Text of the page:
The Caspian Sea Monster

Those developments saw the birth of the KM, or the Korabl Maket (Russian for Ship Prototype). It’s a massive vehicle, and it became the world’s biggest aircraft when it was completed in June 22, 1966. The KM had a wingspan of 123 feet and a length of 302 feet. Since it uses the ground effect, it only flew at the height of 16 to 33 feet.

After being secretly transported, the KM first flew on October 16, 1966. It was piloted by Alexeyev himself together with V. Loginov. Testing showed that when cruising, it attained the speed of 430 km/h, or 232 knots. Faster than any surface ships. Its maximum speed was 650 km/h though there were reports that indicate that it could hit 740 km/hr. It was powered by ten turbojet engines.

The KM was unknown to the West, until 1967 when U.S. spy satellites showed the humongous aircraft taxiing during testing. The stubby wings and the large size puzzled intelligence agencies, and the CIA tagged the aircraft as “Kaspian Monster” due to its KM markings. Later, it would be known as the “Caspian Sea Monster.” Due to concerns brought by its discovery, drones were invented under the Project AQUILINE just to know more about the machine.

The Lun-class ekranoplan.

The Lun-class ekranoplan.

The Lun-class

With the KM as the basis, another ground effect vehicle came out in 1975. The Lun-class (Lun is “Harrier” in Russian) came into service in 1975, and it was an attack and transport type ekranoplan. Unlike the KM, the Lun-class is powered by eight turbofan engines, smaller in length (242 feet) and with relatively larger wings (144 feet wingspan). It could cruise at 550 kilometers per hour.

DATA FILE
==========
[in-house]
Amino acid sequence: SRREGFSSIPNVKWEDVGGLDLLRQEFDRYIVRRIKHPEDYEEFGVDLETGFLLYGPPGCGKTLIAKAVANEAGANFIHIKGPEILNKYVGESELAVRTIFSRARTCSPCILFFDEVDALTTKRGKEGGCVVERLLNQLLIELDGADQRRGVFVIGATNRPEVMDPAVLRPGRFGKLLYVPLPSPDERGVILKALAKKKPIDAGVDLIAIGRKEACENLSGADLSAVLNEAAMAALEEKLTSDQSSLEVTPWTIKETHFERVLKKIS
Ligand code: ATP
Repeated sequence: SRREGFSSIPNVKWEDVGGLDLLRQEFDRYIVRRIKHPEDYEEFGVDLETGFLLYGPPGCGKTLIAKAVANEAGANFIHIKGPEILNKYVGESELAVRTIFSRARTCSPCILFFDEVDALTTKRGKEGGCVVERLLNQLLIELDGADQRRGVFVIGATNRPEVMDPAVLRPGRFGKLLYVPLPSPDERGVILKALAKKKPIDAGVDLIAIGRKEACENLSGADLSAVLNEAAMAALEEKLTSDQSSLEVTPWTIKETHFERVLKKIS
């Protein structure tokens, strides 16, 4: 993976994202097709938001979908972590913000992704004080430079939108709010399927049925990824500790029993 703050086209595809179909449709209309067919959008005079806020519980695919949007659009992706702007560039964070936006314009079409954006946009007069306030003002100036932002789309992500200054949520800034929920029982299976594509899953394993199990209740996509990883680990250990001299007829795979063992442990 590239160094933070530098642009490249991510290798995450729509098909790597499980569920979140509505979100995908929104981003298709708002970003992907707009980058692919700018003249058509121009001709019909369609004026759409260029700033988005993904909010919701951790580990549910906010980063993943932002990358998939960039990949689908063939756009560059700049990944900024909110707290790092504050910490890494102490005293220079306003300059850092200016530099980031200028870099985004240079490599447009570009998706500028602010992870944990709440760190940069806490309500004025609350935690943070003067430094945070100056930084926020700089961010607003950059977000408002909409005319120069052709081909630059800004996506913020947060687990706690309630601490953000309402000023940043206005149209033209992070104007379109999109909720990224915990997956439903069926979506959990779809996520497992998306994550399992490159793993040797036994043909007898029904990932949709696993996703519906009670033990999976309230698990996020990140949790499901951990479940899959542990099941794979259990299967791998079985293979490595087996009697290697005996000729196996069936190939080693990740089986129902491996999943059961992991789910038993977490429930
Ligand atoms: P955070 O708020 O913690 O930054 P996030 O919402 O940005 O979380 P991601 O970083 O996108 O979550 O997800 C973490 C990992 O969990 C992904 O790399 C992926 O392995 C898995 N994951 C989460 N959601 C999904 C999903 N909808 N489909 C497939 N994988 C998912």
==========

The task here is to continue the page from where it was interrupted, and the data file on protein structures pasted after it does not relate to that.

But what really sets it apart is what it carries. On its back are six guided P-270 Moskit missiles, making it the first fully armed ekranoplan.

The A-90 Orlyonok.

The A-90 Orlyonok.

Other Ekranoplans

The Lun-class was not the only other ekranoplan model out there in the Soviet Union. The program continued with the support of Dmitriy Ustinov, the Minister of Defence. The result was the most successful model, the A-90 Orlyonok (“Eaglet), a medium-sized, high-speed military transport. Then there was the ambulance version of the Lun-class, the Spasatel. Originally an armed ekranoplan, it was repurposed into a high-speed search and rescue vehicle (but was never completed). Then there was the odd Bartini Beriev VVA-14, a VTOL type ekranoplan.

The Lun-class, firing its missile.

The Lun-class, firing its missile.


A low-flying aircraft-ship thingy sounds like a novel idea, but it offers many advantages. For one thing, an ekranoplan is faster than any sea-going vessel. Going back to the KM, this monster was clocked at a maximum speed of more than 700 km/hr. And since these sea-going vehicles are essentially flying over water, they don’t have drafts that sonars could pick up. Skimming over the surface also made them immune to mines and torpedoes.

Large and medium-sized ekranoplans were the ultimate transport vehicle. Their vast fuselage could accommodate larger payloads, from men to vehicles, even weapons as in the case of the Lun-class.